PRESENTATION IS KEY
I first feast my eyes and I suppose you are all doing the same. A visual effect is fundamental when a plate or a dish is being brought to the table. The same thought is crossing our mind: “This dish looks fantastic! Let’s taste it!”
I bet that I am not the only one thinking of this when a plate of food is being presented. My eyes analyse the main ingredient and components accompanying it.
One rule to remember when you plate food is: Avoid the BLUE colour. It’s not appetising!!!
Instead I am using the natural colour from seasonal ingredients like the redness of a fresh crop of strawberries!
I like using white porcelain plates. Everything looks so much better with them! The choice of the plate’s shape depends on what you are plating. I leave it to you to decide.
I truly believe that consistency and simplicity are the golden rules in cooking. Don’t be too smart when plating. Imagine this is not just a one off. When you have to plate hundreds of plates through a week, consistency and simplicity are more effective than complexity.
NO GEL OR FOAM
I am not using foam, jelly or gel in my cooking. I can’t see the point to use a cube of something melting on my plate or a liquid which was supposed to be a foam.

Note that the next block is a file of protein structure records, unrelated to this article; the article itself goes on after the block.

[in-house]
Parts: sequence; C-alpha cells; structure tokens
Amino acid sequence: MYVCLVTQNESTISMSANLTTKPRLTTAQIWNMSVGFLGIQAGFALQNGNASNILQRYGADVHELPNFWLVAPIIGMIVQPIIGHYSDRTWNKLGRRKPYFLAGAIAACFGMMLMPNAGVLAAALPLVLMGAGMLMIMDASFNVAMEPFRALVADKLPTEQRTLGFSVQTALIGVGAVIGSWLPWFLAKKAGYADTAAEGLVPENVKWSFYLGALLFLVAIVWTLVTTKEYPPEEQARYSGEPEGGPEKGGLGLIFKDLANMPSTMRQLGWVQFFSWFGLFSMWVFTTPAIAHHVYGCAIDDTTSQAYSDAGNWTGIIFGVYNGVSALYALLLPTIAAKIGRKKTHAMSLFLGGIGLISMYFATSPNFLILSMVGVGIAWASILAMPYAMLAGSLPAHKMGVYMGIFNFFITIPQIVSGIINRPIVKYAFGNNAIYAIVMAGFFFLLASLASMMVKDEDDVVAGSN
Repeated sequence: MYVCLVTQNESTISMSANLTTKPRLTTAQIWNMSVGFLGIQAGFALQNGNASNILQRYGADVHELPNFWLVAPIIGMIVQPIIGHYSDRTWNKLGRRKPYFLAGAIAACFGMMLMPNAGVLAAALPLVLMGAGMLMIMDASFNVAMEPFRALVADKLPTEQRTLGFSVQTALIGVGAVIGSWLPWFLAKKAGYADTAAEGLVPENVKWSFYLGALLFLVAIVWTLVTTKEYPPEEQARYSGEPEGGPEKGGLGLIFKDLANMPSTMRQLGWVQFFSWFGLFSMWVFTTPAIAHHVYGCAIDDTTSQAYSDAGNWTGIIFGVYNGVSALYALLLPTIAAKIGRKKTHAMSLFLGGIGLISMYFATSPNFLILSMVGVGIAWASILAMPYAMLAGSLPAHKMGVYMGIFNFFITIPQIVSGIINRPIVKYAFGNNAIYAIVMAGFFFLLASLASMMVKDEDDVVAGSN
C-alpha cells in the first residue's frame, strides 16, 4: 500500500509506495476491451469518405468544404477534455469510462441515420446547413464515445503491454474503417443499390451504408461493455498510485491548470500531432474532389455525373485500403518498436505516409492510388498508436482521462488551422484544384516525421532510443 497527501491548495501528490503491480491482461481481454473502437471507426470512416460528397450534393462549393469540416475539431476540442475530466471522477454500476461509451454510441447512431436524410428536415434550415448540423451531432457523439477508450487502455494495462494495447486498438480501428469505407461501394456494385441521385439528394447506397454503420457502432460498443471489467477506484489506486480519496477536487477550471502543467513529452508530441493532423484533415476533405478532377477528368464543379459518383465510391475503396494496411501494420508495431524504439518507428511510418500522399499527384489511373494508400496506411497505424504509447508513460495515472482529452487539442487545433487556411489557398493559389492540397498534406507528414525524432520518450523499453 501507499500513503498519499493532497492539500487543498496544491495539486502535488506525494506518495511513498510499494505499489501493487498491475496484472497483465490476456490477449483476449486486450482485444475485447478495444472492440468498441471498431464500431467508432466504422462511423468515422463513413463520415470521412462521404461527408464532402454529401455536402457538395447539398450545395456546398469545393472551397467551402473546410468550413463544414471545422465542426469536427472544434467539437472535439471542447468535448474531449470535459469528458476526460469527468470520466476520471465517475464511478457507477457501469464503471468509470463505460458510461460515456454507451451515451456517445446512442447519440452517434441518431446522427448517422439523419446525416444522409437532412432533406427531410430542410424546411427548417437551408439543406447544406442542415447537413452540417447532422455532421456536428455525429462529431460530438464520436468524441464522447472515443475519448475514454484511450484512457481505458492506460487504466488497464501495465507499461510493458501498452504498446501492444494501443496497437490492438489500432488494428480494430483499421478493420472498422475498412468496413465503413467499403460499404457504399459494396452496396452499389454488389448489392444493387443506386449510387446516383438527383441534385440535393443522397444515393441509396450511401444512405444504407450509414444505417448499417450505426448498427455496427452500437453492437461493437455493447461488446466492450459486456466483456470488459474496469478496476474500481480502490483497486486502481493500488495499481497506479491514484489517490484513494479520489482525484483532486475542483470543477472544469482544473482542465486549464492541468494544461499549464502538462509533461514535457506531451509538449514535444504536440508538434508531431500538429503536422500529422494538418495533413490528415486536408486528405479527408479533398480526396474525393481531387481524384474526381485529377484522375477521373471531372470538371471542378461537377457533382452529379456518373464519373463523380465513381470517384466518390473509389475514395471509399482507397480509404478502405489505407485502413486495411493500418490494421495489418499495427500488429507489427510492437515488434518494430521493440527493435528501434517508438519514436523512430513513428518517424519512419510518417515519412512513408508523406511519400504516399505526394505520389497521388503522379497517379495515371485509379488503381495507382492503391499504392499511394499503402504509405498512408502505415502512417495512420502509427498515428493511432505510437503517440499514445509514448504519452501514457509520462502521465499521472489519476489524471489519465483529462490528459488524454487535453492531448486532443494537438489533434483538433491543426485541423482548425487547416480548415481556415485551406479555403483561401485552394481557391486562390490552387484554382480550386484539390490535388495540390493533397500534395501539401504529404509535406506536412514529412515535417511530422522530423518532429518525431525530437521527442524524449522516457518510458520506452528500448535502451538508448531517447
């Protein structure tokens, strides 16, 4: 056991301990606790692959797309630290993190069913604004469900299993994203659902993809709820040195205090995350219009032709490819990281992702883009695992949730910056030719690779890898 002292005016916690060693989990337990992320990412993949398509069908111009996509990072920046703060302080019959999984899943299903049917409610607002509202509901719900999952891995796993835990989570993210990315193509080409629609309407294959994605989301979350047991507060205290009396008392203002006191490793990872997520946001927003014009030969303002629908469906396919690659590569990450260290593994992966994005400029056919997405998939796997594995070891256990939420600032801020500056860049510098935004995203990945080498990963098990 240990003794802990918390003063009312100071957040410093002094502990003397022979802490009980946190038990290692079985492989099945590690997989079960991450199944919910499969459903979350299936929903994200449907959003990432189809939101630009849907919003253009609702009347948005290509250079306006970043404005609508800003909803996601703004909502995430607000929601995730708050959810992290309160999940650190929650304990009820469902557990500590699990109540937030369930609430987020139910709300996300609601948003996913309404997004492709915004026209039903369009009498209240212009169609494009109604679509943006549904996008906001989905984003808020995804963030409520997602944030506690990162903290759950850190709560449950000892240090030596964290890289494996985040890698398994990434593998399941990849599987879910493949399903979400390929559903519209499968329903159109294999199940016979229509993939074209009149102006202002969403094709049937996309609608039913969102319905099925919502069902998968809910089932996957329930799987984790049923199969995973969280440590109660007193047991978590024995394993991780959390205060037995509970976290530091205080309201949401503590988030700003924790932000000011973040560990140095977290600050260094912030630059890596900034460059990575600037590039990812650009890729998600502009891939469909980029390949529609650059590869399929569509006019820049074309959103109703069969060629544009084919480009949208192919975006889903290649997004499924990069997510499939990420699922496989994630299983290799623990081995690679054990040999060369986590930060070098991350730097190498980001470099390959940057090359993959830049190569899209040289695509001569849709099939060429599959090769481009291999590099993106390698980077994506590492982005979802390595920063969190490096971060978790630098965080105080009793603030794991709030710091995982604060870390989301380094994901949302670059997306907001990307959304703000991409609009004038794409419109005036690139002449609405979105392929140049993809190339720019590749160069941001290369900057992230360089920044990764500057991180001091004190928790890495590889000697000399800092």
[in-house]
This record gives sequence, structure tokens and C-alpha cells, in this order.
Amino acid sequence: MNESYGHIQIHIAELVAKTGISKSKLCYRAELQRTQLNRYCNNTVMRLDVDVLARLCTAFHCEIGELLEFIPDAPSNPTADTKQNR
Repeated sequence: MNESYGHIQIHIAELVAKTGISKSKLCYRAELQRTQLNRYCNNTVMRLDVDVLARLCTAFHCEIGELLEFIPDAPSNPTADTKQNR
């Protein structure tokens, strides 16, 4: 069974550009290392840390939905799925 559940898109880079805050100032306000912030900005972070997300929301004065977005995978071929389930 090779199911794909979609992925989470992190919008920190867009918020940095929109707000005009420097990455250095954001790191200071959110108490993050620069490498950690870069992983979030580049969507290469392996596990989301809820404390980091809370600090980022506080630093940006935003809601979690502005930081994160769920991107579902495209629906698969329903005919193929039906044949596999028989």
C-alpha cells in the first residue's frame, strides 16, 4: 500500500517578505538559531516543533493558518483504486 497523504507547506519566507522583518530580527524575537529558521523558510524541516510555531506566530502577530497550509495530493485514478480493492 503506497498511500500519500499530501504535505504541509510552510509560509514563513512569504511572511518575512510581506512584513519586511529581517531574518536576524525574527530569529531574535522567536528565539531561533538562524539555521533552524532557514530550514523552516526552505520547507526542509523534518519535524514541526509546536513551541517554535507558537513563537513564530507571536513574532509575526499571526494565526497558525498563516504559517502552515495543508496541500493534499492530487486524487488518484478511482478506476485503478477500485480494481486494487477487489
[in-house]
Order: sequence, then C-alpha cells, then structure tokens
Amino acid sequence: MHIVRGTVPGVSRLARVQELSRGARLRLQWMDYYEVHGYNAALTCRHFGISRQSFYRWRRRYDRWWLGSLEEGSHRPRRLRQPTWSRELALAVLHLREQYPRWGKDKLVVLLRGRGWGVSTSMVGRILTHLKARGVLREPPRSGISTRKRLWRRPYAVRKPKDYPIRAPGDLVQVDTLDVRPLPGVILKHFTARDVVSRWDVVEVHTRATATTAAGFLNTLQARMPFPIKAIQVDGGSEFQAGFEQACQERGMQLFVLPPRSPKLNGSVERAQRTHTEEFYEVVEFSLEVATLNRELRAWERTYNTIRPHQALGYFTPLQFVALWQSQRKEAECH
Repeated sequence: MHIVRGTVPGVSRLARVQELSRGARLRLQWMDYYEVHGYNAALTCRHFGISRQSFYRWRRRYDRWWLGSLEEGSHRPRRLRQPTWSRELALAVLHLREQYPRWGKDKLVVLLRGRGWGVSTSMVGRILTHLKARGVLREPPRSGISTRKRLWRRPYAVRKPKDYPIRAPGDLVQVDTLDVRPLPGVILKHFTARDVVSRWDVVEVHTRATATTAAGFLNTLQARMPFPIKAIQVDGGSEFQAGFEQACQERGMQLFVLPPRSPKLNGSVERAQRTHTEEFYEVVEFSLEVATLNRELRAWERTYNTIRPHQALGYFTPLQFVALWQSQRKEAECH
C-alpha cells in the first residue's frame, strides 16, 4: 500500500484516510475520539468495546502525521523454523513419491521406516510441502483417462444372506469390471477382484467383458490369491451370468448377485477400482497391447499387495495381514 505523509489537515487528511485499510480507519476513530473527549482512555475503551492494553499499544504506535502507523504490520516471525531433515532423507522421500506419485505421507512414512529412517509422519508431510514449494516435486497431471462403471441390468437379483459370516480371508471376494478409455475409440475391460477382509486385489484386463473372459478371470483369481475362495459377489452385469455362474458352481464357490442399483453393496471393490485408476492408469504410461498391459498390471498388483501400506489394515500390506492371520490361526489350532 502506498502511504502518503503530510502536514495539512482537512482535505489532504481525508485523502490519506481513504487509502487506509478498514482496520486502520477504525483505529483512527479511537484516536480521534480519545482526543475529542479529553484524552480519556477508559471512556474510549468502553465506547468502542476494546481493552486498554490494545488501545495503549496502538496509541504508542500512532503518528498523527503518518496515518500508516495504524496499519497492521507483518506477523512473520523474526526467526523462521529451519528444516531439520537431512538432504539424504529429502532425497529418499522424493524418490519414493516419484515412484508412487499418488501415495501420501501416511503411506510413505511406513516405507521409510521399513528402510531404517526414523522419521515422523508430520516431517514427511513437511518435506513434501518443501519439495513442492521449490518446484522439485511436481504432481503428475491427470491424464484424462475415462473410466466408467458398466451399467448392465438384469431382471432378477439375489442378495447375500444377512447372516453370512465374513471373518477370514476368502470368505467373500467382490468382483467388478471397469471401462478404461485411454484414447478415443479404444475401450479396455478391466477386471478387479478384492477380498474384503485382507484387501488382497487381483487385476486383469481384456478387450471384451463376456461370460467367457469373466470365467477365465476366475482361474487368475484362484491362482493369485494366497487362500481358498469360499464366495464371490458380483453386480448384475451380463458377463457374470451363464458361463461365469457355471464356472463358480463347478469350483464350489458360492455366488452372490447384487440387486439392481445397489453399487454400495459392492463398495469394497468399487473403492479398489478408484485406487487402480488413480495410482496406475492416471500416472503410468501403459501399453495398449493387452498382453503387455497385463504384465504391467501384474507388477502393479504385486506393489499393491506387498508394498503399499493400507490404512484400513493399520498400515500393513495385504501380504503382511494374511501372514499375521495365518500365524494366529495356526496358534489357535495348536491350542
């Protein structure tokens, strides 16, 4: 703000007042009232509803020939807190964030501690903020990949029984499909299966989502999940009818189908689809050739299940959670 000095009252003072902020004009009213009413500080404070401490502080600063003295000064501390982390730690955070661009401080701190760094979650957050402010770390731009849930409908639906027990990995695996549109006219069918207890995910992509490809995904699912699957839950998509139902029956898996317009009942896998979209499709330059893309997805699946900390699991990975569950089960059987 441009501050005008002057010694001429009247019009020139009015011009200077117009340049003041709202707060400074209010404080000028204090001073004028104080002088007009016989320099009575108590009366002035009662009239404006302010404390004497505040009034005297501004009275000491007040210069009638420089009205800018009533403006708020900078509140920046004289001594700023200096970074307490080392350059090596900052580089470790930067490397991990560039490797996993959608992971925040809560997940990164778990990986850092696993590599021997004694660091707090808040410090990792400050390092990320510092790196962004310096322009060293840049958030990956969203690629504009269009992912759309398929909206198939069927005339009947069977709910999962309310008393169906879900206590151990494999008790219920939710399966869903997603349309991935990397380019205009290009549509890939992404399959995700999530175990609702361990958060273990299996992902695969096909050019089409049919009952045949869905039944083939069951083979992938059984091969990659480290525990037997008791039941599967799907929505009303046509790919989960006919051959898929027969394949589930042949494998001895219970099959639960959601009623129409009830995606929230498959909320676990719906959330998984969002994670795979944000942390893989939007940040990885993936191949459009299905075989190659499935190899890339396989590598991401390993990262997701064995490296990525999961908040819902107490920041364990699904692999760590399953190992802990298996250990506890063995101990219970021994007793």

EVERYTHING SHOULD BE EATEN
I am not adding any components to make the plate look nicer which will then only be left on the side of the plate at the end of the meal like a sprig of rosemary or thyme.
The star of the show is the main ingredient. It can be either a piece of slow cooked pork belly or a slice of cheesecake. But the thing to remember is to make sure that the main ingredient is not masked with others ingredients.
QUANTITY AND FLAVOUR
What is the most appetising for you? A: an overcrowded plate or B: a plate with space? I will go for option B. Of course, you must keep everything together but don’t overload the plate with unnecessary ingredients. I like to balance the flavour and quantity on my plate by promoting the main ingredient. It can be either a strawberry or a slice of terrine. Everything must go together and not mixing flavours like sea bass and pineapple. I recommend you read this book, The flavour thesaurus by Niki Segnit.
That’s all for today. Tomorrow, I will add a few more personal tips to compose a great plate of food.
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